I talked to a trainer who told me this: He has no respect for you. You have spoiled him. He thinks you are one of his horse buddies. He needs discipline! Get a dog chain and wrap it completely around his nose through the halter. Handle him at all times with it on with the lead attached to it. When he bites, snatch it fast, hard, quick one time and say no! Get his attention. Make him stand and do not move. If he moves, snatch the chain/halter and say no! Tie him up to a fence, panel or whatever with the chain around his nose, tie him short and high. Leave him there. For a few hours. Do it daily. Work him the round pen with lounge line and chain/halter. When you say whoa and he does not stop, snatch the lead, say whoa, and mean it! If he reaches out to eat when you are leading him, snatch the chain. Again a quick, fast, hard tug. NO! It took me about two weeks of constant work with this colt , but I got him out of it. Today he is pocket pet with manners, he respects me and others, he is alert and kind. He is not fearful, head shy lor body shy and trusts people.

Horses like this are dangerous to be around, whether they are miniatures or big horses. They must respect you and others.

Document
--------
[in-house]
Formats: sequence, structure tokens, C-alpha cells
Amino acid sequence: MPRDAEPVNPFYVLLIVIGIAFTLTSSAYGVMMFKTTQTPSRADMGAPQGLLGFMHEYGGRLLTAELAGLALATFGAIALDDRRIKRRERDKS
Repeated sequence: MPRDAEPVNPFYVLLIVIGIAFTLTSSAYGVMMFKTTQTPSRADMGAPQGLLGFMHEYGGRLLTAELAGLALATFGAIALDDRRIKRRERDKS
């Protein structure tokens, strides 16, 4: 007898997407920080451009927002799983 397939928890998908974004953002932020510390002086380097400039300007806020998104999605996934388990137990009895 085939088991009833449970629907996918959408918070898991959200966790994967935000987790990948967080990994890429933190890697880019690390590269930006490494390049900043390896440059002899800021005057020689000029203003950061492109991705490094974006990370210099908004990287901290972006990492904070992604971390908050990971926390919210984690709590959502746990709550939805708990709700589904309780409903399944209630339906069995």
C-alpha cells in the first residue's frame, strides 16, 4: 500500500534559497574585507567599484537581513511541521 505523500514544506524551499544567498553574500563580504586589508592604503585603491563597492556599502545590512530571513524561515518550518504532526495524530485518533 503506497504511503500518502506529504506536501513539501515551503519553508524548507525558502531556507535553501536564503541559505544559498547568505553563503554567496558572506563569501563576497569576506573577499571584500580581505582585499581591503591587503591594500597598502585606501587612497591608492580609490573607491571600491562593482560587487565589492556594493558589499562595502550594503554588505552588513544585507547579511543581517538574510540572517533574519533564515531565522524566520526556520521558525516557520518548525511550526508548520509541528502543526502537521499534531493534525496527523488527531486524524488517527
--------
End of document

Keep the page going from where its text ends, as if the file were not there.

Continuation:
** I would not put a horse with no manners in any kind of a cart. First the ground work, then the fun. Working him hard in the round pen should help his attitude too. A very long trot time and then tie him to the fence. He will get the idea. When he's good don't forget to reward him.

Good luck!
 
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Dr. Pam

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What the vet will check is his testosterone levels--if both testicles have been removed it will will be very low; if he has a retained testicle it will be much higher. We do the same thing with dogs and cats when there is a question.
 

MooreAcres

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Tango was gelded 1 month ago back on the 12th. Four days ago I put him in the arena with a lil mare about his size (I kept him on a longe line so I could still have control over him). They sniffed noses, scratched necks, and just became the best of buddies. I turned him loose with her the second day and left them to "work it out". The mare gave him a couple good kicks to show him who was boss, but now there is rarely any squealing or kicking. Tango walks around behind her, sniffing her back legs, her tail, and then "tasting the air", as you said. Yesterday he mounted for a spilt second and drop right back down (he wasn't even drop out and "ready" to breed). He just doesn't have the urge anymore.

You should probably get your guy tested just to be sure. I hope all turns out well. Just give him some time, he should be fine.

Erin


PS Tango has bred before and produced a foal. He also bred this same mare last year, but she didn't take.